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Plato's Cleitophon as a Study in Radicalization

Fri, November 8, 2:00 to 3:30pm, Wyndham Philadelphia Hotel, Floor: Lobby Level, Franklin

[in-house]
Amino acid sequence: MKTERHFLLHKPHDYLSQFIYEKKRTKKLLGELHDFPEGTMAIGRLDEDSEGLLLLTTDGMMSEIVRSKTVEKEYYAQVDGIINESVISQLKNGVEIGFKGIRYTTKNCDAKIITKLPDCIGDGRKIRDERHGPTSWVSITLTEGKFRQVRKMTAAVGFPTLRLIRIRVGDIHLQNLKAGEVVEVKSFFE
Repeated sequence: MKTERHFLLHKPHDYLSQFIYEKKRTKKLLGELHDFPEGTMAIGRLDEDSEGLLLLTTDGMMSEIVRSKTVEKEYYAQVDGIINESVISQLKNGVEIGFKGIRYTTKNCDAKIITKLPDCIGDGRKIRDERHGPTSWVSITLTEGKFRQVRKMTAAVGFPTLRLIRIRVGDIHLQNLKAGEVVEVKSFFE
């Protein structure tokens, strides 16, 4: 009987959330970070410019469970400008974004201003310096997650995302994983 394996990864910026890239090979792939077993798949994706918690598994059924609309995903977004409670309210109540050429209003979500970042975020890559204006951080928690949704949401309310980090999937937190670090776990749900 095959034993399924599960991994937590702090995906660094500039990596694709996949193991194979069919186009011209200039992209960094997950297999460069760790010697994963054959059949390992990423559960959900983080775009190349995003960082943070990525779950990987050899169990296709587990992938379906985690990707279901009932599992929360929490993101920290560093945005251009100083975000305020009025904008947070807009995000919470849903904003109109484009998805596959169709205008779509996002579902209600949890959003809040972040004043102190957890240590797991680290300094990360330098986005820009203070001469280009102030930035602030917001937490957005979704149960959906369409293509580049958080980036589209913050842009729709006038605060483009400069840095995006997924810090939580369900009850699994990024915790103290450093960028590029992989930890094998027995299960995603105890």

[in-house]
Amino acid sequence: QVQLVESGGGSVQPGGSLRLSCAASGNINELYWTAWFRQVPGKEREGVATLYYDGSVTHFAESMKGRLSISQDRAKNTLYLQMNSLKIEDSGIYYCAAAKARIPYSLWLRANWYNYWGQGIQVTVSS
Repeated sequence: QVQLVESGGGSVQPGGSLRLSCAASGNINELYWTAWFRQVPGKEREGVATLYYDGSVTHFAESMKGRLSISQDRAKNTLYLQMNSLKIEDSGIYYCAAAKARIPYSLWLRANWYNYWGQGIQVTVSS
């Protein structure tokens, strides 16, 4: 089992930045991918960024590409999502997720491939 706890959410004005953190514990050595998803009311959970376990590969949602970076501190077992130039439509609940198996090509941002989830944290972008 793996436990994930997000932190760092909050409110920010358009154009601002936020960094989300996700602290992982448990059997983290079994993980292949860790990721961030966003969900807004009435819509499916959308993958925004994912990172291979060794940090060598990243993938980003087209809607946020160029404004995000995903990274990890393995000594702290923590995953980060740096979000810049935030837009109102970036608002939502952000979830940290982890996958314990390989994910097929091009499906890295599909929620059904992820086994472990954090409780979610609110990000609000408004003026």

Scholarship on Plato’s Cleitophon has primarily focused on its problematic ending: Cleitophon speaks for the vast majority of the dialogue but receives no response from Socrates. However, not enough attention has been paid to Cleitophon’s motivation and radicalization. I propose to more fully treat Cleitophon’s radicalization, trying to see how he moves from Thrasymachus’ argument about justice, the famous “justice is the interest of the stronger,” to an angry, pained declaration that if people do not know how to live, they ought not live. Specifically, I will closely consult Michael Davis’ close-reading of the Cleitophon in order to better understand Cleitophon’s own statements about his intellectual development, Mark Kremer’s volume of essays on the Cleitophon in order to contextualize Cleitophon’s complaints about Socrates within the broader tradition of political philosophy. I also plan on spending time discussing what is meant by radicalization and whether this question is itself a modern imposition on classical themes. Ultimately, I argue that Plato is concerned with the radicalization of those who would rule and make philosophic claims, and this concern makes itself manifest not in what is said, but what cannot be said—Cleitophon’s extremism can only be shown to those who may understand.